A BCl3 gas and an Ar gas are introduced into the etching chamber at flow rates of 80 sccm and 18 sccm respectively. While keeping the total pressure at 0.1 torr, electrical discharge is performed at a power of 50 W (a power density of 0.35 W/cm2) to perform plasma etching for 10 minutes.

The Ar gas is supplied from the rear surface side of the substrate to obtain good thermal-contact between the substrate (its structure is shown in FIG. 2) and the substrate electrode and prevent an increase in surface temperature of the substrate during plasma etching.

The etching chamber is then vacuum-evacuated to a pressure of 110-8 torr.

In the fourth step, the substrate is transferred to the CVD chamber vacuum-evacuated to a pressure of 110-7 torr via the transfer chamber. A substrate holder having a heater and a gas nozzle are provided to the CVD chamber. A DMAH gas using an H2 gas as a carrier gas is supplied from the gas nozzle by bubbling (in this apparatus, only H2 gas can be supplied by bypassing the bubbler).

Immediately after the transferred substrate is mounted on the substrate holder heated to 210 C., the H2 gas is supplied to control the internal pressure of the CVD chamber to 2 torr. In this state, the surface temperature of the substrate is kept stable for 10 minutes. Subsequently, DMAH is supplied at a partial pressure of 30 mtorr to perform the selective Al-CVD method for eight minutes, thereby forming a via plug 5 in the substrate (FIG. 4). The CVD chamber is then vacuum-evacuated to a pressure of 110-6 torr.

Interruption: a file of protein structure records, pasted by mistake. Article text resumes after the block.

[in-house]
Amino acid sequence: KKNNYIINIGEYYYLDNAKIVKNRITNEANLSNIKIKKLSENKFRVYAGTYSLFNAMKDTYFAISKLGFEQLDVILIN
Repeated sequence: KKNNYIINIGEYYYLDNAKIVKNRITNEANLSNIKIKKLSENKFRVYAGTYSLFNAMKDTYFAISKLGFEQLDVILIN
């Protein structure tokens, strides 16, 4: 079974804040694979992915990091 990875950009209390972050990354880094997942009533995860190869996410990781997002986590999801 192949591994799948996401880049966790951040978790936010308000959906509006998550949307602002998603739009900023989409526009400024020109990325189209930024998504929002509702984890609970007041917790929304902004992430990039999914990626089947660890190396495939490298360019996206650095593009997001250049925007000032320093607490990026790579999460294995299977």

The result obtained when the substrate at this time is observed with a scanning electron microscope (SEM) is shown in FIG. 5. The sample prepared has a region where the via holes 4 were densely formed at pitches of 1.25 μm (region indicated by A in FIG. 5) and a region where the via holes 4 are sparsely formed (region indicated by B in FIG. 5). By observing this sample, it was confirmed that the via plugs 5 were formed with good selectivity in both the regions.